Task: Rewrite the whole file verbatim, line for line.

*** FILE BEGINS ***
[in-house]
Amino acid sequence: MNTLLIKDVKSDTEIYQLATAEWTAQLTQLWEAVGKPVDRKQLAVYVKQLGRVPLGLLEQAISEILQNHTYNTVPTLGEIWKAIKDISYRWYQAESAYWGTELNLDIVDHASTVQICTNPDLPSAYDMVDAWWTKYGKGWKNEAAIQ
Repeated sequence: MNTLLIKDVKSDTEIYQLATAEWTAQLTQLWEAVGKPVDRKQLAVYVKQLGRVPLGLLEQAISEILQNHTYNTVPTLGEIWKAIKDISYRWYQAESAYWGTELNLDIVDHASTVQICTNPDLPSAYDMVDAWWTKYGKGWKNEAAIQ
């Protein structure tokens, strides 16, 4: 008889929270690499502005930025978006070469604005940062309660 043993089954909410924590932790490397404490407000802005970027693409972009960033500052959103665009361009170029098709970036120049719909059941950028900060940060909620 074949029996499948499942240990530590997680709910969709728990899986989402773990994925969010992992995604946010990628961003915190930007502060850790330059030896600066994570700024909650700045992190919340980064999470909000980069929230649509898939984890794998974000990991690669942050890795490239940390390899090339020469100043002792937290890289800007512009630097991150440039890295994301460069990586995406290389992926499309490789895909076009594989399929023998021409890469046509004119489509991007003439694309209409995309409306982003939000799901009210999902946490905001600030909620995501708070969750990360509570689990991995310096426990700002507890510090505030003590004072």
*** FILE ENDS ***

[in-house]
Amino acid sequence: MNTLLIKDVKSDTEIYQLATAEWTAQLTQLWEAVGKPVDRKQLAVYVKQLGRVPLGLLEQAISEILQNHTYNTVPTLGEIWKAIKDISYRWYQAESAYWGTELNLDIVDHASTVQICTNPDLPSAYDMVDAWWTKYGKGWKNEAAIQ
Repeated sequence: MNTLLIKDVKSDTEIYQLATAEWTAQLTQLWEAVGKPVDRKQLAVYVKQLGRVPLGLLEQAISEILQNHTYNTVPTLGEIWKAIKDISYRWYQAESAYWGTELNLDIVDHASTVQICTNPDLPSAYDMVDAWWTKYGKGWKNEAAIQ
């Protein structure tokens, strides 16, 4: 008889929270690499502005930025978006070469604005940062309660 043993089954909410924590932790490397404490407000802005970027693409972009960033500052959103665009361009170029098709970036120049719909059941950028900060940060909620 074949029996499948499942240990530590997680709910969709728990899986989402773990994925969010992992995604946010990628961003915190930007502060850790330059030896600066994570700024909650700045992190919340980064999470909000980069929230649509898939984890794998974000990991690669942050890795490239940390390899090339020469100043002792937290890289800007512009630097991150440039890295994301460069990586995406290389992926499309490789895909076009594989399929023998021409890469046509004119489509991007003439694309209409995309409306982003939000799901009210999902946490905001600030909620995501708070969750990360509570689990991995310096426990700002507890510090505030003590004072």